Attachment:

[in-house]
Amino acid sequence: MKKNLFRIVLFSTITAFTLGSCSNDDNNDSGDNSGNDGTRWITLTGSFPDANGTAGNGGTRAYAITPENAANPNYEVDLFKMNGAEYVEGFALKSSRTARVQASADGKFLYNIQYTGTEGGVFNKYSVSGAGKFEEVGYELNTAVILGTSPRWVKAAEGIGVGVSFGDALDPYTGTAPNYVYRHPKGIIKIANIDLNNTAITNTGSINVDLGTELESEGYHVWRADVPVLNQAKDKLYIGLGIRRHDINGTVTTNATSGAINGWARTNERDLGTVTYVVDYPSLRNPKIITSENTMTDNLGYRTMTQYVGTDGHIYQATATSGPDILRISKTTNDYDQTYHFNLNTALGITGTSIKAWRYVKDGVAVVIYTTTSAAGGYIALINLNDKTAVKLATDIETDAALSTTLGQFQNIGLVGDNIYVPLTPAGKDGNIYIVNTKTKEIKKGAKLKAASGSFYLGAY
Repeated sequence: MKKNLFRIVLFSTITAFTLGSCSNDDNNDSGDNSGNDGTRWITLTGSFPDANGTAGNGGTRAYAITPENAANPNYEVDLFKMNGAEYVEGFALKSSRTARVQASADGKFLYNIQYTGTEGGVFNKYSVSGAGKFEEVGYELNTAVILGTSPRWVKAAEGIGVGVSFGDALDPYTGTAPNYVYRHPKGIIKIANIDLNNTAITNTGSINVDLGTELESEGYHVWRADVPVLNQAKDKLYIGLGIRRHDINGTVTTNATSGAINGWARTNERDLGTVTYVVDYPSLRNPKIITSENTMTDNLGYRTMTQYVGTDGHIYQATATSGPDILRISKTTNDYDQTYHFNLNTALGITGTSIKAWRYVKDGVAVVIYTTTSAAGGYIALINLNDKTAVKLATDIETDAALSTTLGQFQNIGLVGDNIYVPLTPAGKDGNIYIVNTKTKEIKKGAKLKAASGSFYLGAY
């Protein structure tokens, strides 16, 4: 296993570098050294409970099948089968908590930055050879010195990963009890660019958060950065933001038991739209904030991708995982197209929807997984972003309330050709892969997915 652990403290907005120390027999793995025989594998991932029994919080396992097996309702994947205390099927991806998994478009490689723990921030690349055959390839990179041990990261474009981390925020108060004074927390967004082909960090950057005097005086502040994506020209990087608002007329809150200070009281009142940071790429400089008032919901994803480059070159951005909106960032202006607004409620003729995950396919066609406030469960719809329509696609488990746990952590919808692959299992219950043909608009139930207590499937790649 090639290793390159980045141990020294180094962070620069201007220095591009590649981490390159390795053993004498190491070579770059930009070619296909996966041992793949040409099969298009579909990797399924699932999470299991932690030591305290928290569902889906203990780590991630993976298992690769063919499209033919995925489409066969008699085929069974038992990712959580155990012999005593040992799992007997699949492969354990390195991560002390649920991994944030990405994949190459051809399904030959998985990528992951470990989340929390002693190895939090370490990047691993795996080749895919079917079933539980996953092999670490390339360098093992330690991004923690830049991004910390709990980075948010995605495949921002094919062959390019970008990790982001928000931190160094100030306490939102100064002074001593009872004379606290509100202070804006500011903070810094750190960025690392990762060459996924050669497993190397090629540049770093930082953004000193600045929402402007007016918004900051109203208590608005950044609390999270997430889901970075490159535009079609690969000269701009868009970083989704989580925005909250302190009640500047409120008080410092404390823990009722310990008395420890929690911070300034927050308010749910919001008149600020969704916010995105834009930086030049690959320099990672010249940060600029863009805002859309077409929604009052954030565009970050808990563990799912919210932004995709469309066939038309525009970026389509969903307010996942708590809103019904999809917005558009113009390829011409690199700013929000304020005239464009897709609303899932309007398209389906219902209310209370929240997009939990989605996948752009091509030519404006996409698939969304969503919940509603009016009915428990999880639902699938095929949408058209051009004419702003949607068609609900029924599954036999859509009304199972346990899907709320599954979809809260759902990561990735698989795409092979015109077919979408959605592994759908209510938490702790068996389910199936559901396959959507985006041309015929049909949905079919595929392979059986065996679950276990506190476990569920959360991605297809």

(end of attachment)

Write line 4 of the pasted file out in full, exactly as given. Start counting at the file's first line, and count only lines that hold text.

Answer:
């Protein structure tokens, strides 16, 4: 296993570098050294409970099948089968908590930055050879010195990963009890660019958060950065933001038991739209904030991708995982197209929807997984972003309330050709892969997915 652990403290907005120390027999793995025989594998991932029994919080396992097996309702994947205390099927991806998994478009490689723990921030690349055959390839990179041990990261474009981390925020108060004074927390967004082909960090950057005097005086502040994506020209990087608002007329809150200070009281009142940071790429400089008032919901994803480059070159951005909106960032202006607004409620003729995950396919066609406030469960719809329509696609488990746990952590919808692959299992219950043909608009139930207590499937790649 090639290793390159980045141990020294180094962070620069201007220095591009590649981490390159390795053993004498190491070579770059930009070619296909996966041992793949040409099969298009579909990797399924699932999470299991932690030591305290928290569902889906203990780590991630993976298992690769063919499209033919995925489409066969008699085929069974038992990712959580155990012999005593040992799992007997699949492969354990390195991560002390649920991994944030990405994949190459051809399904030959998985990528992951470990989340929390002693190895939090370490990047691993795996080749895919079917079933539980996953092999670490390339360098093992330690991004923690830049991004910390709990980075948010995605495949921002094919062959390019970008990790982001928000931190160094100030306490939102100064002074001593009872004379606290509100202070804006500011903070810094750190960025690392990762060459996924050669497993190397090629540049770093930082953004000193600045929402402007007016918004900051109203208590608005950044609390999270997430889901970075490159535009079609690969000269701009868009970083989704989580925005909250302190009640500047409120008080410092404390823990009722310990008395420890929690911070300034927050308010749910919001008149600020969704916010995105834009930086030049690959320099990672010249940060600029863009805002859309077409929604009052954030565009970050808990563990799912919210932004995709469309066939038309525009970026389509969903307010996942708590809103019904999809917005558009113009390829011409690199700013929000304020005239464009897709609303899932309007398209389906219902209310209370929240997009939990989605996948752009091509030519404006996409698939969304969503919940509603009016009915428990999880639902699938095929949408058209051009004419702003949607068609609900029924599954036999859509009304199972346990899907709320599954979809809260759902990561990735698989795409092979015109077919979408959605592994759908209510938490702790068996389910199936559901396959959507985006041309015929049909949905079919595929392979059986065996679950276990506190476990569920959360991605297809």